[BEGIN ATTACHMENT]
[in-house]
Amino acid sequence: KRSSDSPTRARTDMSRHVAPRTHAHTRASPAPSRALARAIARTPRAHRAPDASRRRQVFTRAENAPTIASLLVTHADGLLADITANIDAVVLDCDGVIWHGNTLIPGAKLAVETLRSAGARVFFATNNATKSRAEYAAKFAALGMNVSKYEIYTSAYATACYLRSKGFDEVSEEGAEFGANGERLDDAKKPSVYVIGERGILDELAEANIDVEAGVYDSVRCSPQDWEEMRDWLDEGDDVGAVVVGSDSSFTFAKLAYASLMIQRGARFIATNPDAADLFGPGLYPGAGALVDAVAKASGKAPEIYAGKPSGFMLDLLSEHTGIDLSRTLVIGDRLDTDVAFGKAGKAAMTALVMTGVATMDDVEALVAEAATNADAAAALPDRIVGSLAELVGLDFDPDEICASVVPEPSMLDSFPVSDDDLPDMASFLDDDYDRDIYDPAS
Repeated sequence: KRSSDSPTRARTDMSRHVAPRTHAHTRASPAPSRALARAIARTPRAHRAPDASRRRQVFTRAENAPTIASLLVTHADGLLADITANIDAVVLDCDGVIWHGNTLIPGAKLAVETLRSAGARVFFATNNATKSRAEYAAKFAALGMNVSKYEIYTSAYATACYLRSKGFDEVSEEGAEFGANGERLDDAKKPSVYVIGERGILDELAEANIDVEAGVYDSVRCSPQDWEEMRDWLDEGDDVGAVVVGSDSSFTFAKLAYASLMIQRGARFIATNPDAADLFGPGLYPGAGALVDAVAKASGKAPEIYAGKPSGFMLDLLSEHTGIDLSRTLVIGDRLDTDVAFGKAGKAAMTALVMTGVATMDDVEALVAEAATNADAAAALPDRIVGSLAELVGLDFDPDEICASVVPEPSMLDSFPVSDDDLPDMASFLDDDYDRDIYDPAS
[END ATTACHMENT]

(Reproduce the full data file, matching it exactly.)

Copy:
[in-house]
Amino acid sequence: KRSSDSPTRARTDMSRHVAPRTHAHTRASPAPSRALARAIARTPRAHRAPDASRRRQVFTRAENAPTIASLLVTHADGLLADITANIDAVVLDCDGVIWHGNTLIPGAKLAVETLRSAGARVFFATNNATKSRAEYAAKFAALGMNVSKYEIYTSAYATACYLRSKGFDEVSEEGAEFGANGERLDDAKKPSVYVIGERGILDELAEANIDVEAGVYDSVRCSPQDWEEMRDWLDEGDDVGAVVVGSDSSFTFAKLAYASLMIQRGARFIATNPDAADLFGPGLYPGAGALVDAVAKASGKAPEIYAGKPSGFMLDLLSEHTGIDLSRTLVIGDRLDTDVAFGKAGKAAMTALVMTGVATMDDVEALVAEAATNADAAAALPDRIVGSLAELVGLDFDPDEICASVVPEPSMLDSFPVSDDDLPDMASFLDDDYDRDIYDPAS
Repeated sequence: KRSSDSPTRARTDMSRHVAPRTHAHTRASPAPSRALARAIARTPRAHRAPDASRRRQVFTRAENAPTIASLLVTHADGLLADITANIDAVVLDCDGVIWHGNTLIPGAKLAVETLRSAGARVFFATNNATKSRAEYAAKFAALGMNVSKYEIYTSAYATACYLRSKGFDEVSEEGAEFGANGERLDDAKKPSVYVIGERGILDELAEANIDVEAGVYDSVRCSPQDWEEMRDWLDEGDDVGAVVVGSDSSFTFAKLAYASLMIQRGARFIATNPDAADLFGPGLYPGAGALVDAVAKASGKAPEIYAGKPSGFMLDLLSEHTGIDLSRTLVIGDRLDTDVAFGKAGKAAMTALVMTGVATMDDVEALVAEAATNADAAAALPDRIVGSLAELVGLDFDPDEICASVVPEPSMLDSFPVSDDDLPDMASFLDDDYDRDIYDPAS